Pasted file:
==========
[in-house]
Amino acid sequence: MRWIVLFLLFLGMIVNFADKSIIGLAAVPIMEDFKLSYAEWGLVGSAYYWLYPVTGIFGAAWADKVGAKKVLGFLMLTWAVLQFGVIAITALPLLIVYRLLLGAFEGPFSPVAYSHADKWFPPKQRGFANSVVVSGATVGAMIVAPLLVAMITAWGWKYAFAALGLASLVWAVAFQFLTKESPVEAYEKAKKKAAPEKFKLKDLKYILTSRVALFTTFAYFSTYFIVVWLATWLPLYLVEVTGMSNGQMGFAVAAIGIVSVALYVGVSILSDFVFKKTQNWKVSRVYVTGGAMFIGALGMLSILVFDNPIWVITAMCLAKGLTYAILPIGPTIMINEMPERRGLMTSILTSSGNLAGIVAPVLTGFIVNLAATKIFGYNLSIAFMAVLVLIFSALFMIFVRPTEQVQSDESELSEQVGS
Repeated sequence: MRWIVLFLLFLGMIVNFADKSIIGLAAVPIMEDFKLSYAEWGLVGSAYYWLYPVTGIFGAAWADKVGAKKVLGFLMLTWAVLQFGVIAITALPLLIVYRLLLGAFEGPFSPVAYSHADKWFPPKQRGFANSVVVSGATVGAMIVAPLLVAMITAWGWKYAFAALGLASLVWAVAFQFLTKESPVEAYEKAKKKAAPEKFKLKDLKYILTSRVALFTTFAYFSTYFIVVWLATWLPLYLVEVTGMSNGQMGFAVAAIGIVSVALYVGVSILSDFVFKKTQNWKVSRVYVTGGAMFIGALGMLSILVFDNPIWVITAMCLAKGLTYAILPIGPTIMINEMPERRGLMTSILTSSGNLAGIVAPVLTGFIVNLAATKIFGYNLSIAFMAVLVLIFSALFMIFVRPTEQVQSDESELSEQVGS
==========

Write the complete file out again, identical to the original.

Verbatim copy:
[in-house]
Amino acid sequence: MRWIVLFLLFLGMIVNFADKSIIGLAAVPIMEDFKLSYAEWGLVGSAYYWLYPVTGIFGAAWADKVGAKKVLGFLMLTWAVLQFGVIAITALPLLIVYRLLLGAFEGPFSPVAYSHADKWFPPKQRGFANSVVVSGATVGAMIVAPLLVAMITAWGWKYAFAALGLASLVWAVAFQFLTKESPVEAYEKAKKKAAPEKFKLKDLKYILTSRVALFTTFAYFSTYFIVVWLATWLPLYLVEVTGMSNGQMGFAVAAIGIVSVALYVGVSILSDFVFKKTQNWKVSRVYVTGGAMFIGALGMLSILVFDNPIWVITAMCLAKGLTYAILPIGPTIMINEMPERRGLMTSILTSSGNLAGIVAPVLTGFIVNLAATKIFGYNLSIAFMAVLVLIFSALFMIFVRPTEQVQSDESELSEQVGS
Repeated sequence: MRWIVLFLLFLGMIVNFADKSIIGLAAVPIMEDFKLSYAEWGLVGSAYYWLYPVTGIFGAAWADKVGAKKVLGFLMLTWAVLQFGVIAITALPLLIVYRLLLGAFEGPFSPVAYSHADKWFPPKQRGFANSVVVSGATVGAMIVAPLLVAMITAWGWKYAFAALGLASLVWAVAFQFLTKESPVEAYEKAKKKAAPEKFKLKDLKYILTSRVALFTTFAYFSTYFIVVWLATWLPLYLVEVTGMSNGQMGFAVAAIGIVSVALYVGVSILSDFVFKKTQNWKVSRVYVTGGAMFIGALGMLSILVFDNPIWVITAMCLAKGLTYAILPIGPTIMINEMPERRGLMTSILTSSGNLAGIVAPVLTGFIVNLAATKIFGYNLSIAFMAVLVLIFSALFMIFVRPTEQVQSDESELSEQVGS